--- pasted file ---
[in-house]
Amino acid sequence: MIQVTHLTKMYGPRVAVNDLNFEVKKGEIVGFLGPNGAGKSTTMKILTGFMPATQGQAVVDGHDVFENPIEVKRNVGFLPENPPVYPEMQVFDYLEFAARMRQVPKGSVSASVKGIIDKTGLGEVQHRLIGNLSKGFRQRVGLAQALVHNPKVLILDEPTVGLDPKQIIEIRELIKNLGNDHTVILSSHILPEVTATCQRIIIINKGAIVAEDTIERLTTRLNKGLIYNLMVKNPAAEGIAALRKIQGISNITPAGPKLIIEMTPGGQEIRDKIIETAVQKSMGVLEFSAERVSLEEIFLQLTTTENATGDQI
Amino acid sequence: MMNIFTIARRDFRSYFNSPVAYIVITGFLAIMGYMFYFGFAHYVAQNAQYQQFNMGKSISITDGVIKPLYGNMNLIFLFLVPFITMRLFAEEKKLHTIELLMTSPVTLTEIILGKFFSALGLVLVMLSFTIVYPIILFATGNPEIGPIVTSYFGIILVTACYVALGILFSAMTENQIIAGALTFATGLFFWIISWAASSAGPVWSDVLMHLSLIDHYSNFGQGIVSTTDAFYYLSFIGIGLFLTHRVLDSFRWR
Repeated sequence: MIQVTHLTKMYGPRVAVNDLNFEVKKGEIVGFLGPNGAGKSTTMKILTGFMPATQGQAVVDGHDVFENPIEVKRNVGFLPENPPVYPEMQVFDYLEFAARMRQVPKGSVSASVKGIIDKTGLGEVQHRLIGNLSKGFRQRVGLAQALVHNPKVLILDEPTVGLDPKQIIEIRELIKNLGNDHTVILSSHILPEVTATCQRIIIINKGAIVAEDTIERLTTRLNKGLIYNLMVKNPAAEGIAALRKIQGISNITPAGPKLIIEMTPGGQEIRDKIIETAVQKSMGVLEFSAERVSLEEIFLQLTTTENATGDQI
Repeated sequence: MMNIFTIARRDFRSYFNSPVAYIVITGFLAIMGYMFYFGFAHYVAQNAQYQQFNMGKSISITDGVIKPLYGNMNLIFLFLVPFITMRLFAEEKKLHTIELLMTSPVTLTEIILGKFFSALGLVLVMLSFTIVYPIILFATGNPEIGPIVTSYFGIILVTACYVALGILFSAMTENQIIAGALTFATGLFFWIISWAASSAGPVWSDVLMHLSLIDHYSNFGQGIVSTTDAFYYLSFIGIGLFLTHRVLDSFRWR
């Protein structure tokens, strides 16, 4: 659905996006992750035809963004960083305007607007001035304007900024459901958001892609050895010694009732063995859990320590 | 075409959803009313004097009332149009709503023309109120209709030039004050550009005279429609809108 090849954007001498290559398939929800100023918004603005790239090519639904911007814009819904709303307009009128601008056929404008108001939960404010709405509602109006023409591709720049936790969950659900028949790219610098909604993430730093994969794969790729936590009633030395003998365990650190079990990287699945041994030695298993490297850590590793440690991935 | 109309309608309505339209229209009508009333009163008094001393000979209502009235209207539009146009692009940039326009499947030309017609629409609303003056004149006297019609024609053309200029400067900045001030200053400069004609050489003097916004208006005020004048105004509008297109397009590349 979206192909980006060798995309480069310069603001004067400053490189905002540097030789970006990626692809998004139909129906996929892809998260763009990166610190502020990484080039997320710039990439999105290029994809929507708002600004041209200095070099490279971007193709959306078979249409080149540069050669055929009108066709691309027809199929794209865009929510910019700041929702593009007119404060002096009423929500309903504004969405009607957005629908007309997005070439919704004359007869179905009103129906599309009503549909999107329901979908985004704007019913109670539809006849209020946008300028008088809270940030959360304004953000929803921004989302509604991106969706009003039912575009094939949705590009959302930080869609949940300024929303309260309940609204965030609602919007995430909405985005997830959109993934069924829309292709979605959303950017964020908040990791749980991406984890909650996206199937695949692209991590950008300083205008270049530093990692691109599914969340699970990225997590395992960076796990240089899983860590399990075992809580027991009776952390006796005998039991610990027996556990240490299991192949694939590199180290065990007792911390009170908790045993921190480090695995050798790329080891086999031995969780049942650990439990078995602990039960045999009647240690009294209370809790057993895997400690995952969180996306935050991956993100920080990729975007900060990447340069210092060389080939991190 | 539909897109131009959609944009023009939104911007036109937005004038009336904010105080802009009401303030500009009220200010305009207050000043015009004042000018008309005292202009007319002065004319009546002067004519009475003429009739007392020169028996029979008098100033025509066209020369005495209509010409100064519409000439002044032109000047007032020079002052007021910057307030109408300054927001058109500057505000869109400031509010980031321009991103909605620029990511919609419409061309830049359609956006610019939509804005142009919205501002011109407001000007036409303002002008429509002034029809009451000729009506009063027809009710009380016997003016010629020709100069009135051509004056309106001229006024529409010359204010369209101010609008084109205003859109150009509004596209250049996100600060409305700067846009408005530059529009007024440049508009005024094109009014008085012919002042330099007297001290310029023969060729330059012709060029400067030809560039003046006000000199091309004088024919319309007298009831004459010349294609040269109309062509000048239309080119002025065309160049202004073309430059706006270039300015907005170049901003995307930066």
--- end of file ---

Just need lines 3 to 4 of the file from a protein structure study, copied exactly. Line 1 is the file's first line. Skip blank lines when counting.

Amino acid sequence: MMNIFTIARRDFRSYFNSPVAYIVITGFLAIMGYMFYFGFAHYVAQNAQYQQFNMGKSISITDGVIKPLYGNMNLIFLFLVPFITMRLFAEEKKLHTIELLMTSPVTLTEIILGKFFSALGLVLVMLSFTIVYPIILFATGNPEIGPIVTSYFGIILVTACYVALGILFSAMTENQIIAGALTFATGLFFWIISWAASSAGPVWSDVLMHLSLIDHYSNFGQGIVSTTDAFYYLSFIGIGLFLTHRVLDSFRWR
Repeated sequence: MIQVTHLTKMYGPRVAVNDLNFEVKKGEIVGFLGPNGAGKSTTMKILTGFMPATQGQAVVDGHDVFENPIEVKRNVGFLPENPPVYPEMQVFDYLEFAARMRQVPKGSVSASVKGIIDKTGLGEVQHRLIGNLSKGFRQRVGLAQALVHNPKVLILDEPTVGLDPKQIIEIRELIKNLGNDHTVILSSHILPEVTATCQRIIIINKGAIVAEDTIERLTTRLNKGLIYNLMVKNPAAEGIAALRKIQGISNITPAGPKLIIEMTPGGQEIRDKIIETAVQKSMGVLEFSAERVSLEEIFLQLTTTENATGDQI